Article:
Hating On Remote Work Is So Hot Right Now
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Today: I’m responding to two viral articles about remote work on today’s podcast. The long and short of it? I’m skeptical.
Ok, so two articles went mega-viral this week in the remote work blogosphere:
From a media perspective, I have to hand it to them. Salacious headlines. Very “anti.” It’s got punch, facts, scary futures… it’s a delight. A great story. Which is exactly why I eye-rolled at the titles. However, I was also intrigued and curious. So I read both articles - here are my thoughts.
Are we in for a crash - or a call to creativity?
The article on how a trillion-dollar economy is dying because it was very tied to the office ecosystem is real, and it’s scary. White collar workers and business travellers are the dominant spending category for a huge swath of the economy:
Airlines / air travel.
Restaurants and cafes.
Office-adjacent businesses like dry cleaners, shoe shiners, and suit stores.
Office furniture, technology, and supply stores.
But, as author Steve LeVine suggests, the bigger fear is not necessarily the primary loss (even though that alone is tens of thousands of jobs), it’s the next-step loss caused by city dwellers fleeing the city. If too many people leave the city, even further carnage could result in terms of commercial downtowns falling apart, losing jobs, and more.
The logic is all there. And we’ve already seen a huge loss due to COVID, but I worry that the fears might be overstated.
Marker by Medium @MRKRNEW: From airlines to Starbucks, a massive part of the U.S. economy hinges on white collar workers returning to the office. But the move to remote work doesn’t show signs of stopping anytime soon. https://t.co/MkxtjAe2u0
Here’s what I see instead: a call to creativity.
Rents falling in major cities could result in a huge spike in small-time entrepreneurship: the cute cafes, shops, and restaurants that could never afford city rents. Further, people leaving could ultimately be nothing. What’s 50,000 people leaving in a city of millions? A painful blip, but little else. There’s real potential damage from the idea that more people might choose not to move to cities from small towns, and that could cause some city damage. However, doesn’t it kind of suck that our current model of city living is “it sucks, but you have to”? We can do better.
Who isn’t able to afford the city right now that could soon? Photo via Unsplash.
Remote work is giving people the opportunity to live where they want - and it might even make cities more affordable. Just as thousands of people are taking their remote jobs and buying old houses, there are people who have always dreamed of living in the city (or just love cities) and now it’s affordable for them. I think the only people that will truly fail in this shift are the ones that built on the idea of guaranteed demand. If anything, we might see new developments building actual homes in cities (or “home in the sky” condos) at affordable rates, instead of shoeboxes we cram into because the only good jobs are here.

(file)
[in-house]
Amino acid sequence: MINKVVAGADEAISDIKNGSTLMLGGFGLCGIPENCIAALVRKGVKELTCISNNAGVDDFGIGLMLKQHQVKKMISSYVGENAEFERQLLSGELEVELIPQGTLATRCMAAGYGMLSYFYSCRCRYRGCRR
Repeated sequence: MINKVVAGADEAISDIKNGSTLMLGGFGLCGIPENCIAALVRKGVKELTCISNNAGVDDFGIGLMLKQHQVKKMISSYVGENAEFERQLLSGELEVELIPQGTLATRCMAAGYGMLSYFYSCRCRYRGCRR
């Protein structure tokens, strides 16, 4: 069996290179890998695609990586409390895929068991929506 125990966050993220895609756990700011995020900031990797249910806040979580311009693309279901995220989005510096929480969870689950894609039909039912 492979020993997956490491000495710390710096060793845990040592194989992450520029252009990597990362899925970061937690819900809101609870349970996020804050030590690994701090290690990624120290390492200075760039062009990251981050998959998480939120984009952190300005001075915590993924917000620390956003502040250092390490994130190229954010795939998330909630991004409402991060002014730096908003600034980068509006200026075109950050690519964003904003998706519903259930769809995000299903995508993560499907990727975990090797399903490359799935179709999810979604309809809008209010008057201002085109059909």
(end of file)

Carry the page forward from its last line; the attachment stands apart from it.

Innovation has a remote work problem
In the article that remote work isn’t sustainable, Professor Hyejin Youn’s main point is that remote work cannot produce the same levels of innovation that central HQs in large cities can.
So, right off the bat: this article is not about remote work, it’s about innovation and what kinds of environments foster it. The remote work connection is interesting and topical, but this article is not analyzing what remote work is or can do. Simply suggesting that remote work and innovation are not compatible.
From there, the Professor Youn - a professor at the Kellogg School of Management at Northwestern University, walks through his primary arguments:
Big cities are hubs of innovation because of their diversity.
Remote work is great for productivity, but not innovation.
Ultimately, he drew the conclusion that if a company wants to be innovative, it needs to have an HQ in an innovation-breeding city, which he says starts around one million people. There’s a grave message to “think twice” before going to cities under one million, and suggests that municipal leaders need to create policies and infrastructure to attract “cognitive labor” (aka knowledge workers) - something we completely agree on.
Where I disagree with Professor Youn is the implication that you can only get diversity from large cities. Sure, cities might bring the diversity to you, but distributed and remote teams are possibly the best cross-section of global diversity available to the working world… if you build it that way. Yes, you can work remotely with all your bros from college, but you can also work remotely with brilliant minds living in different cities, countries, and circumstances. That’s a heck of a lot of diversity.
We need to build innovation systems for remote work. Image via Unsplash.
The concept of remote being great for productivity but not innovation is one I have a hard time disagreeing with. However, what I’ve seen and learned from my interviews with remote entrepreneurs is that the new crop of innovators is not trying to take office-innovation virtual, they are looking at the strengths of remote work and building new models of innovation. For example, Shelly Spiegel focuses heavily on her remote culture. Melissa Kargiannakis leans into short meetings with ample additional communication opportunities. Floyd Marinescu focuses on reducing cognitive load to make innovation easier. This isn’t to say it’s a silver bullet - just that innovation is not a one-legged beast.
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